Hidden Home Hazards
What sellers and stayers should know
Of course, a home is much more than a house. But that house you have worked for all your life is not only a place full of comfort and memories; it also has become an investment. No matter what the future holds, it is important that you take steps to protect the structure that helped your dreams become reality. So whether you are an empty nester planning on downsizing and placing your house on the market soon, or simply a homeowner who hopes to stay-in-place indefinitely, here are some suggestions from building and safety experts about hidden home problems that often go unnoticed but should be addressed.
The primary physical areas of the home and major components that should be regularly checked for problems include the roof, attic, basement, under sinks, air ducts, electrical panels, water heaters and the foundation.
The following potential issues for which homeowners should check regularly top most experts’ lists and are very important to fix whether or not you plan to sell your house, because they also can cause serious health hazards.
Mold is a primary concern because it can lurk anywhere: in walls, floors and ceilings; under sinks; and even beneath carpeting – wherever water or moisture has seeped into a home around leaky pipes, windows, roofs or in basements. Mold exposure can lead to several health-related problems, including respiratory ailments, asthma, sinus infections, allergies and skin rashes.
Be proactive! If you think that your house has a persistent mold issue, buy a mold test kit available at most home improvement stores or hire a mold inspection technician. It is always better and safer to be pre-emptive in eliminating any mold problem before it gets worse!
Although a basic home inspection will determine whether faucets and water pumps work, it will not analyze water quality. A comprehensive analysis of drinking water is important, not only for your own well-being, but it is usually a primary concern for homebuyers, too. Heavy metals in pipes, arsenic in groundwater, radon and pesticide contamination are just some of the things that can taint your water.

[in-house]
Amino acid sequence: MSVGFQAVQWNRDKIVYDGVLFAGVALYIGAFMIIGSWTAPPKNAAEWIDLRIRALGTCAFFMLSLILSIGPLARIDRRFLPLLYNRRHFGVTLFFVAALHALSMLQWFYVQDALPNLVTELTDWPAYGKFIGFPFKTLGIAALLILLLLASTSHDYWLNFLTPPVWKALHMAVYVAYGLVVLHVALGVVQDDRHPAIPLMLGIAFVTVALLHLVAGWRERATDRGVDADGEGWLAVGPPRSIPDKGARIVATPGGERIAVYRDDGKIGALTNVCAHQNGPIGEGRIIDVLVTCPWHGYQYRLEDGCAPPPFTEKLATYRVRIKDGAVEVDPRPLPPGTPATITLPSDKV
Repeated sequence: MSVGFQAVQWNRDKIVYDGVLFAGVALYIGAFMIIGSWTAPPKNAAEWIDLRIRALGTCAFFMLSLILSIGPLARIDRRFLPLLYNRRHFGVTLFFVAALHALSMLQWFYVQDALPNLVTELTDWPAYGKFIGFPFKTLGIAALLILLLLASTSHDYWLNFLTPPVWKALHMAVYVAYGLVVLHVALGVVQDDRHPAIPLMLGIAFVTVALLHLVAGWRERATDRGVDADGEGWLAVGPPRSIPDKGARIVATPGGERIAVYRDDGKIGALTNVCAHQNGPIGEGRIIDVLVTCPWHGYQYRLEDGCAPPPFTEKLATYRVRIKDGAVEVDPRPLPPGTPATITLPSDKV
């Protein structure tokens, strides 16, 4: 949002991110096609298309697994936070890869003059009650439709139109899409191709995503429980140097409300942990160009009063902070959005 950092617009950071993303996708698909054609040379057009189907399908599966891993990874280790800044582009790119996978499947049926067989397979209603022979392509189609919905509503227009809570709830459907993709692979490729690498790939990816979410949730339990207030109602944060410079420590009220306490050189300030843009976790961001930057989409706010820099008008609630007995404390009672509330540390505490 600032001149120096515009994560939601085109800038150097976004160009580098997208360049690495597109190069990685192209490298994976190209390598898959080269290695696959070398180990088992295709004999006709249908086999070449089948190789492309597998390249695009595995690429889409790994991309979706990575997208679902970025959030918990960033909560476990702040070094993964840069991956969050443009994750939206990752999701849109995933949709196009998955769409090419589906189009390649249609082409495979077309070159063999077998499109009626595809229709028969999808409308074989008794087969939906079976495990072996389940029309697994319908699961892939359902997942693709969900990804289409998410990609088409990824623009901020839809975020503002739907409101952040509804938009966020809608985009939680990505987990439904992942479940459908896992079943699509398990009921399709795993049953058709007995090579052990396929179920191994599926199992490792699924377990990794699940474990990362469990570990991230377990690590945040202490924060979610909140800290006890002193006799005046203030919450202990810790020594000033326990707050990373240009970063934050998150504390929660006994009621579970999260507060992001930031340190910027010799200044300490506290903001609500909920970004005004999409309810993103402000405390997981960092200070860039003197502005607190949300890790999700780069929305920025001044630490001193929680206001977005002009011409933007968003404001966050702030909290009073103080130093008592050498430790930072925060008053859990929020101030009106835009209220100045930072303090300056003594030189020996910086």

In addition to causing potential health hazards, water leaks outside and inside homes can lead to expensive damages. “Make sure you hire a professional roofer or licensed inspector to check the roof for any water intrusion; any small leak can be fixed for hundreds of dollars, but ignoring this can cost you much more,” says Luis Dominguez, Realtor associate with Douglas Elliman Real Estate.
INDOOR AIR QUALITY
Poor indoor air quality (IAQ) is very common in newer construction because structures are built airtight to conserve energy. This may lead to air that contains mold, chemicals and other toxins that can create health issues.
“In new construction, many of the materials used contain alarmingly high levels of toxic formaldehyde and harmful VOCs,” explains Robert Weitz, a certified microbial investigator and founder of RTK Environmental Group. This is why heating, ventilation and air conditioning (HVAC) units should be routinely cleaned and air filters changed every few months.
This dangerous, naturally occurring, radioactive gas is responsible for 21,000 lung cancer deaths each year, according to the Environmental Protection Agency (EPA). Because radon cannot be seen or smelled, the EPA and the Virginia Department of Health (VDH) recommend that all homes be tested for indoor radon because that is the only way to determine whether there is a problem.
“In Virginia, approximately 20-25 percent of homes have tested at radon levels at or above the EPA recommended action level of 4.0 pCi/L,” says Ryan Paris, radiation safety specialist and radon coordinator at the VDH. “If your home is located in an area designated by the EPA as high or moderate risk for radon, it is even more important to test,” he adds.